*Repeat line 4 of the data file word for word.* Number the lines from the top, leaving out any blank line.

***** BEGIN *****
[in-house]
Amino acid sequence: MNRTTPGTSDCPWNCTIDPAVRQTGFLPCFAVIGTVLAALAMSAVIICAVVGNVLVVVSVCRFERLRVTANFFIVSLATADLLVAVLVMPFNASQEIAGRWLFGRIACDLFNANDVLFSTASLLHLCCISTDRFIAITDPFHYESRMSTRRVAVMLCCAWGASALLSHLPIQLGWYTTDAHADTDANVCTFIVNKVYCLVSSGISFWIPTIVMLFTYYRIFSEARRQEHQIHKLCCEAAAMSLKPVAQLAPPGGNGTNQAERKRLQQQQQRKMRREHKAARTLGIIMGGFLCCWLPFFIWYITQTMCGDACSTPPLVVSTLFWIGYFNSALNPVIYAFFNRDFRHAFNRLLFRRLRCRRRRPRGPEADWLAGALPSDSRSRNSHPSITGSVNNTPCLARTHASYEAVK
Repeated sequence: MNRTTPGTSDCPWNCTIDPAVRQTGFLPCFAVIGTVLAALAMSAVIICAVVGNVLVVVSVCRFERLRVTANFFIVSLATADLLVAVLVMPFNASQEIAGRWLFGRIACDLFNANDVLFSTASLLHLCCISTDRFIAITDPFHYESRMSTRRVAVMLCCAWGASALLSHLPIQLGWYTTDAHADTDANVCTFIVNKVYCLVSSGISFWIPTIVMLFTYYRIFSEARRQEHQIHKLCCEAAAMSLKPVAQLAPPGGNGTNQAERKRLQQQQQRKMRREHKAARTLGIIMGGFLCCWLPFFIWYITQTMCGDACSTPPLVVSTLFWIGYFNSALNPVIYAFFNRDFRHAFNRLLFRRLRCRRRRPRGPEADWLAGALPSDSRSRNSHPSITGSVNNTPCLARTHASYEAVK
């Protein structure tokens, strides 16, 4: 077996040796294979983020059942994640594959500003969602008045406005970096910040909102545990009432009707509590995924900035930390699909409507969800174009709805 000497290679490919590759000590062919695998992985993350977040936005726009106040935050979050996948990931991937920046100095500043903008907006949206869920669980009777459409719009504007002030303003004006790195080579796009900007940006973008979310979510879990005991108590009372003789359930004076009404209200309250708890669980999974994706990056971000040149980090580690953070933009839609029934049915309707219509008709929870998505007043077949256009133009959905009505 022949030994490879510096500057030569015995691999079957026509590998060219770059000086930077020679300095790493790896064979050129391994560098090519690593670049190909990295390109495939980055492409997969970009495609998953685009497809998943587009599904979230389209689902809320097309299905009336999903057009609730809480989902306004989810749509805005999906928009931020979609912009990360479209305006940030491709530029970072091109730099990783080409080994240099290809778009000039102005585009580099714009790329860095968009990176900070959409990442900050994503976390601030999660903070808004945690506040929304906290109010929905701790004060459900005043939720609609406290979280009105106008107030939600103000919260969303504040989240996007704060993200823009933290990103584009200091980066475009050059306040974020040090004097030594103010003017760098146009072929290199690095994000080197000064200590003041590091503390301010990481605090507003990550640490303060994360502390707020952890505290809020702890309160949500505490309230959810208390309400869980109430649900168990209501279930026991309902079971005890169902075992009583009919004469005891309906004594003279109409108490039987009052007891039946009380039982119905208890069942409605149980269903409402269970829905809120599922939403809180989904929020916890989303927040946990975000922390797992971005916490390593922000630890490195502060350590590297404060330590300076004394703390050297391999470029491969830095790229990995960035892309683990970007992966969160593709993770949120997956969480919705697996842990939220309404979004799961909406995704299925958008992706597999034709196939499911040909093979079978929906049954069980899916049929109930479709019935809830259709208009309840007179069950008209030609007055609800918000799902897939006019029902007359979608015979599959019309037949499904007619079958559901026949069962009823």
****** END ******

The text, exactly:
């Protein structure tokens, strides 16, 4: 077996040796294979983020059942994640594959500003969602008045406005970096910040909102545990009432009707509590995924900035930390699909409507969800174009709805 000497290679490919590759000590062919695998992985993350977040936005726009106040935050979050996948990931991937920046100095500043903008907006949206869920669980009777459409719009504007002030303003004006790195080579796009900007940006973008979310979510879990005991108590009372003789359930004076009404209200309250708890669980999974994706990056971000040149980090580690953070933009839609029934049915309707219509008709929870998505007043077949256009133009959905009505 022949030994490879510096500057030569015995691999079957026509590998060219770059000086930077020679300095790493790896064979050129391994560098090519690593670049190909990295390109495939980055492409997969970009495609998953685009497809998943587009599904979230389209689902809320097309299905009336999903057009609730809480989902306004989810749509805005999906928009931020979609912009990360479209305006940030491709530029970072091109730099990783080409080994240099290809778009000039102005585009580099714009790329860095968009990176900070959409990442900050994503976390601030999660903070808004945690506040929304906290109010929905701790004060459900005043939720609609406290979280009105106008107030939600103000919260969303504040989240996007704060993200823009933290990103584009200091980066475009050059306040974020040090004097030594103010003017760098146009072929290199690095994000080197000064200590003041590091503390301010990481605090507003990550640490303060994360502390707020952890505290809020702890309160949500505490309230959810208390309400869980109430649900168990209501279930026991309902079971005890169902075992009583009919004469005891309906004594003279109409108490039987009052007891039946009380039982119905208890069942409605149980269903409402269970829905809120599922939403809180989904929020916890989303927040946990975000922390797992971005916490390593922000630890490195502060350590590297404060330590300076004394703390050297391999470029491969830095790229990995960035892309683990970007992966969160593709993770949120997956969480919705697996842990939220309404979004799961909406995704299925958008992706597999034709196939499911040909093979079978929906049954069980899916049929109930479709019935809830259709208009309840007179069950008209030609007055609800918000799902897939006019029902007359979608015979599959019309037949499904007619079958559901026949069962009823």